Monday, March 30, 2009

Too early yet for Early Girls, tomato grower cautions

by Bill Lindelof
The Sacramento Bee

In the spring, a gardener's fancy turns to tomatoes.

The itch to buy tomato plants at the local hardware or nurseries can be overwhelming. The siren call of Early Girls and Better Boys beckons.

That might be particularly true this week as the National Weather Service forecasts sunny skies and daytime temperatures in the low- to mid-70s. Nighttime lows are expected to range from 44 to 50 degrees in Sacramento.

But hold on there, tomato lover. It's still too chilly to plant delicate seedlings. That's according to Don Shor, noted gardener and owner of the Redwood Barn Nursery in Davis.

Sure, he stocks tomato transplants in his store – but that doesn't mean he approves of planting them outside quite yet.

Shor said that before tomatoes are planted, the nighttime temperatures should consistently be above 50. Soil temperature should be 60 degrees.

"The key is soil temperatures," said Shor.

He suggests the "butt test." To do that, go outside and plant your rear on the ground.

"Put on some shorts, sit on the ground and if you are uncomfortable, the tomato plants will be, too," said Shor.

Shor is less concerned about tomatoes being planted too early than he is about peppers and eggplant. Put in a tomato too early, and the plant will turn purple and get phosphorous deficiency.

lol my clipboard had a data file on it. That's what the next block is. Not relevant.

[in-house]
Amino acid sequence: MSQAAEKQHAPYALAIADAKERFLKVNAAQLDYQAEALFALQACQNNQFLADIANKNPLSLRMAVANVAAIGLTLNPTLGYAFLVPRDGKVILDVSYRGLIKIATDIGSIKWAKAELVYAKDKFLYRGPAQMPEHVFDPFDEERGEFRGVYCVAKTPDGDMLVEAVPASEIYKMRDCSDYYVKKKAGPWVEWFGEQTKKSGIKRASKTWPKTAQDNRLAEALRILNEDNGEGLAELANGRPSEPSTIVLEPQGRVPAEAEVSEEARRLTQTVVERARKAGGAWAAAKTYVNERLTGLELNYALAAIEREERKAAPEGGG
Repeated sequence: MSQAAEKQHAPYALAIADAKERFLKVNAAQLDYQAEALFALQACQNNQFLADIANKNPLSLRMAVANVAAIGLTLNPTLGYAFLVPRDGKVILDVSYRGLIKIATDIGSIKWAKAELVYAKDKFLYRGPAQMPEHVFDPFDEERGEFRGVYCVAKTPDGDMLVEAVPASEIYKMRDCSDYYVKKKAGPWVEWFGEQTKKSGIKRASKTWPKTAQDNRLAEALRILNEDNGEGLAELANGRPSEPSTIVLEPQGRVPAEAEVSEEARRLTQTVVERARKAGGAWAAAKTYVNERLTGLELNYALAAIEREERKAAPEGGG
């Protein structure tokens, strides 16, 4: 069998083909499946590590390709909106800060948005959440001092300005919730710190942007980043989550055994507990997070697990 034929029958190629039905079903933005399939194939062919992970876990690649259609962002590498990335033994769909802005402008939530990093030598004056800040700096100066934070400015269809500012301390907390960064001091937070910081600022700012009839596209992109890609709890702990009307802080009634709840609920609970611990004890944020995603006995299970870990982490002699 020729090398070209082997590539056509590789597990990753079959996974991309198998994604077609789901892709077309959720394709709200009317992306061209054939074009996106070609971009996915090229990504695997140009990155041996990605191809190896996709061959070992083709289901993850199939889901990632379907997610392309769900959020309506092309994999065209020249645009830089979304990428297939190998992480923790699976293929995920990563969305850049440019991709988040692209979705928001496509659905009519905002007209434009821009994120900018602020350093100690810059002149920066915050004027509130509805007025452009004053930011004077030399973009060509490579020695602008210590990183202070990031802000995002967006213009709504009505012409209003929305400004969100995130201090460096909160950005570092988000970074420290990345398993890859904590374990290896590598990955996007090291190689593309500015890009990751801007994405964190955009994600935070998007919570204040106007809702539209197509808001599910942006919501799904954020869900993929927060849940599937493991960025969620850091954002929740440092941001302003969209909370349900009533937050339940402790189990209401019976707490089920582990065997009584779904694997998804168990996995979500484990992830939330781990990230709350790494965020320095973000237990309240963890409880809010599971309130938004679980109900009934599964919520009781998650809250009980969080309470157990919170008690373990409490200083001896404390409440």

"They will sit there and sulk," he said. "Things that want to eat them will eat them. Then, when it warms up, they will start to grow. But put peppers and eggplant in too early, and they will be stunted all season. The peppers you plant in May always do better than the peppers you plant in April."

The rules with peppers and eggplant are night temperatures of 55 to 60 degrees and a soil temperatures of 70 degrees. Shor said that some gardeners use seedling blankets or plastic "walls of water" to warm plants. "Or you can do like I do – just wait," said Shor.

At times, his nursery has put up a sign near the tomato seedlings saying "It's too early to put these in the ground." That entertains customers, he said.

"I got my first request for tomatoes on Jan. 17," he said. "There had been a good frost on the ground."

Some gardeners like to buy small plants early on and shift them into larger pots for later planting. Going by the calendar, Shor suggests waiting to buy tomatoes, eggplant and peppers until May 1. "People often wonder when it is too late to plant tomatoes," he said. "You can plant them into June. We have a long season here."

What really helps warm the soil is a raised bed. Out in the open field, soil can linger in the low 50s, while the city gardener's raised bed is a toasty 62.

Sunday, March 22, 2009

Ethel Glove Giveaway -- I Won!

What a thrill! I've won a pair of Ethel Gloves through one of my favorite blogs, An Alameda Garden!

I am looking forward to trying these out. So often I rip my gloves off in frustration and go without due to poor fit. I hate not being able to feel what I'm doing.

These gloves are made especially for women so no more over-sized gloves for me. Thanks, Claire, for this great opportunity to give these gloves a try.

Stay tuned for a full review after I receive and test-drive the gloves.